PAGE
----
However, she liked the sound effect I had made when the gorilla eats a banana with me saying in a deep tone, “nom, nom, nom, nom, nom,  nom.” And she recommended that I make a whole song just out of me saying that. At first, I was a little reluctan to do this but I decided that it would make for some good menu music and pull the player in. When I implemented the song, there was a bug where the song would keep playing after the player left the menu. I was going to fix, but I ended deciding to keep it playing. After tons of playtest, the song grew on to me and it actually helped inspire the ending of this game to which I recorded an ending song for. So yeah, the audio was spectacular this time out in my opinion. At least, when compared to some of my previous projects.


I really enjoyed creating the art for this game! I decided to go with a very simple color pallet to help keep things simple with three at maximum which were black, white and yellow. Here are the sprite sheets I made for all of the characters in the game.

Banana BananaPeels BananaPolice GoldenBanana Mayor Monkey

The banana peels were actually inspired from another game called: Hotline Maimi. In that game, the enemies you killed would remain on the floor instead of disappear like in most other games. This one feature added a nice sense of game feel to Hotline Maimi, as it gave the player a little nostalgia trip of what they did as they traveled back through the level. So with this in mind, I decided to add the banana peels because why not? What makes this added feature in funnier though is that I’ve never played Hotline Maimi. I just watched a youtube video called: Game Maker’s Toolkit by Mark Brown, here’s a link if you want to watch it yourself.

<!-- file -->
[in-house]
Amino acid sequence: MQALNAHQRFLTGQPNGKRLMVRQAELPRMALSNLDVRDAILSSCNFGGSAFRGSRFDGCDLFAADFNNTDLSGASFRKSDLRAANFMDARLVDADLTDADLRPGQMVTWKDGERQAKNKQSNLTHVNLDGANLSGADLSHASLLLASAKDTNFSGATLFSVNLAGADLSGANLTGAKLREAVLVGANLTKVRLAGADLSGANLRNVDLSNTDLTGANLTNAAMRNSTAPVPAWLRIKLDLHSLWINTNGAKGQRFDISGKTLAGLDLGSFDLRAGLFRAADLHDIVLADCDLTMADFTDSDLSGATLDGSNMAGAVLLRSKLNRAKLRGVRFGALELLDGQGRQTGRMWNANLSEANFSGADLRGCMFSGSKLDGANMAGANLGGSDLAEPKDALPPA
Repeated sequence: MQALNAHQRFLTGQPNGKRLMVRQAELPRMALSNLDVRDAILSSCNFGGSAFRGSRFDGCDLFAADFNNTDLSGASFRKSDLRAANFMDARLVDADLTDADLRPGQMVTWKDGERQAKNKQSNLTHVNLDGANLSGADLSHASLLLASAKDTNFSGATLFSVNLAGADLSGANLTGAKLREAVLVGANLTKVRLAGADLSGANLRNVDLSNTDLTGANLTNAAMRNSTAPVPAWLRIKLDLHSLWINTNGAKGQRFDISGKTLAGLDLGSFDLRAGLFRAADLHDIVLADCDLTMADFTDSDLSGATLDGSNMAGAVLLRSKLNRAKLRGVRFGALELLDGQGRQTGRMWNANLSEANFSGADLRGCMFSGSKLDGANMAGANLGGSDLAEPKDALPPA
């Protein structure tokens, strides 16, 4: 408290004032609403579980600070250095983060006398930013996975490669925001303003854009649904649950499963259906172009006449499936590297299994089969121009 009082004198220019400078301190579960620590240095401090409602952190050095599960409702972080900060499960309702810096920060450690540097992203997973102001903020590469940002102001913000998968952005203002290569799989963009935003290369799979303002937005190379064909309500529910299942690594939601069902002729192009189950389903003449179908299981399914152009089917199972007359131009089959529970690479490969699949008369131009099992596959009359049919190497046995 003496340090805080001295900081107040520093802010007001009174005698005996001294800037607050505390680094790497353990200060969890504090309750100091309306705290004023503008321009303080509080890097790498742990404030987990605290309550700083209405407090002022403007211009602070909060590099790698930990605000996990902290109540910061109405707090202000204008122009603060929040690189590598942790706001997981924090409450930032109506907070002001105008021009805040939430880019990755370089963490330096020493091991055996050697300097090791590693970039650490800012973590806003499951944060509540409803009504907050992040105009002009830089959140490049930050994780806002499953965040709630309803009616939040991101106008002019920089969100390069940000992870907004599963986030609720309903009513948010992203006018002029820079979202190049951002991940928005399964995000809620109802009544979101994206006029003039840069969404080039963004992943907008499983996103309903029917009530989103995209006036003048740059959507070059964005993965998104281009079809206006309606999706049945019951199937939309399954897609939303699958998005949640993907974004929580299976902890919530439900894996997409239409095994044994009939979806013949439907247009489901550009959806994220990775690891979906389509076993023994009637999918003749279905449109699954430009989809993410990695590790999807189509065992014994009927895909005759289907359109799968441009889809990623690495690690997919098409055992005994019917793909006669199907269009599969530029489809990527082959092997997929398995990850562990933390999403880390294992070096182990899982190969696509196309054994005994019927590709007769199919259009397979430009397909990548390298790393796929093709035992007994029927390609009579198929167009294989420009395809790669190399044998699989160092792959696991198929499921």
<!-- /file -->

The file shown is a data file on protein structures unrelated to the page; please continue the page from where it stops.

The levels were actually the last thing on my to do list. Reason for this was because I wanted to get the gameplay just right before I started cranking out a bunch of content. I started making them by drawing them on a piece of paper which I would then translate into the level editor. Here are the sketches I made.

Scan0005 Scan0004 Scan0003

While this is very simplistic just to hand draw these levels, it actually did help me design these levels at a much faster rate and even iterate some of these levels so they could be the best I could possibly make them.

Some of my favorite levels, though in this game are those that are set within Potassium Park. I loved the trees, and the flowers that the player could step. As a matter of fact, I loved the theme so much that I decided to re-skin the prototype level I was using to test out my game with the Potassium Park theme. I was both expanding on something that I loved and reusing content.Level 1 Level 3 Level 4 Level 7